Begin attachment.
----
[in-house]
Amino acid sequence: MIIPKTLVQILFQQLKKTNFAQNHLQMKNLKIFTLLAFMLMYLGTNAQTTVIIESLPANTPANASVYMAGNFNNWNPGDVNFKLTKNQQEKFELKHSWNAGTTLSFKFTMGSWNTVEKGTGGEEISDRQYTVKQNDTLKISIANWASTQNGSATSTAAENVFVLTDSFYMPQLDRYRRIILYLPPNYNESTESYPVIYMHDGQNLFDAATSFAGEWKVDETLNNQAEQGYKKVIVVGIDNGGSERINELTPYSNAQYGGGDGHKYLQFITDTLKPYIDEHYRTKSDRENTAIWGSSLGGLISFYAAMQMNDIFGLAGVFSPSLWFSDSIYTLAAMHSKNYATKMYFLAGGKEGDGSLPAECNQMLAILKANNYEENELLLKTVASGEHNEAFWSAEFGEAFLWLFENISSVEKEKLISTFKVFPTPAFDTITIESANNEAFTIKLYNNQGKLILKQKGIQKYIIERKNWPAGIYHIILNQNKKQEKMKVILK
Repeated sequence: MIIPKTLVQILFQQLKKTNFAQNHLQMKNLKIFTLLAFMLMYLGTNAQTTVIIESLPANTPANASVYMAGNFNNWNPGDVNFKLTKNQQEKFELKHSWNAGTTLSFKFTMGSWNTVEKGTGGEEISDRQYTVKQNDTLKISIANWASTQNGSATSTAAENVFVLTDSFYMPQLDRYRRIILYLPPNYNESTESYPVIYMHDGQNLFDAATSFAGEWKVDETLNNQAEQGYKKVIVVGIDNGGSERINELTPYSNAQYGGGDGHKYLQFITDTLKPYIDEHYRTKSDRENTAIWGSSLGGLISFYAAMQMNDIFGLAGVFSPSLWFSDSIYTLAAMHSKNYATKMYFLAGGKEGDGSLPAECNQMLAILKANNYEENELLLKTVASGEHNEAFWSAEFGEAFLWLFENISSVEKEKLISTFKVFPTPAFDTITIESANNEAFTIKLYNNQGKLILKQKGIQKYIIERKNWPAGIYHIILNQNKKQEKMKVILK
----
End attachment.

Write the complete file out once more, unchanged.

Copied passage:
[in-house]
Amino acid sequence: MIIPKTLVQILFQQLKKTNFAQNHLQMKNLKIFTLLAFMLMYLGTNAQTTVIIESLPANTPANASVYMAGNFNNWNPGDVNFKLTKNQQEKFELKHSWNAGTTLSFKFTMGSWNTVEKGTGGEEISDRQYTVKQNDTLKISIANWASTQNGSATSTAAENVFVLTDSFYMPQLDRYRRIILYLPPNYNESTESYPVIYMHDGQNLFDAATSFAGEWKVDETLNNQAEQGYKKVIVVGIDNGGSERINELTPYSNAQYGGGDGHKYLQFITDTLKPYIDEHYRTKSDRENTAIWGSSLGGLISFYAAMQMNDIFGLAGVFSPSLWFSDSIYTLAAMHSKNYATKMYFLAGGKEGDGSLPAECNQMLAILKANNYEENELLLKTVASGEHNEAFWSAEFGEAFLWLFENISSVEKEKLISTFKVFPTPAFDTITIESANNEAFTIKLYNNQGKLILKQKGIQKYIIERKNWPAGIYHIILNQNKKQEKMKVILK
Repeated sequence: MIIPKTLVQILFQQLKKTNFAQNHLQMKNLKIFTLLAFMLMYLGTNAQTTVIIESLPANTPANASVYMAGNFNNWNPGDVNFKLTKNQQEKFELKHSWNAGTTLSFKFTMGSWNTVEKGTGGEEISDRQYTVKQNDTLKISIANWASTQNGSATSTAAENVFVLTDSFYMPQLDRYRRIILYLPPNYNESTESYPVIYMHDGQNLFDAATSFAGEWKVDETLNNQAEQGYKKVIVVGIDNGGSERINELTPYSNAQYGGGDGHKYLQFITDTLKPYIDEHYRTKSDRENTAIWGSSLGGLISFYAAMQMNDIFGLAGVFSPSLWFSDSIYTLAAMHSKNYATKMYFLAGGKEGDGSLPAECNQMLAILKANNYEENELLLKTVASGEHNEAFWSAEFGEAFLWLFENISSVEKEKLISTFKVFPTPAFDTITIESANNEAFTIKLYNNQGKLILKQKGIQKYIIERKNWPAGIYHIILNQNKKQEKMKVILK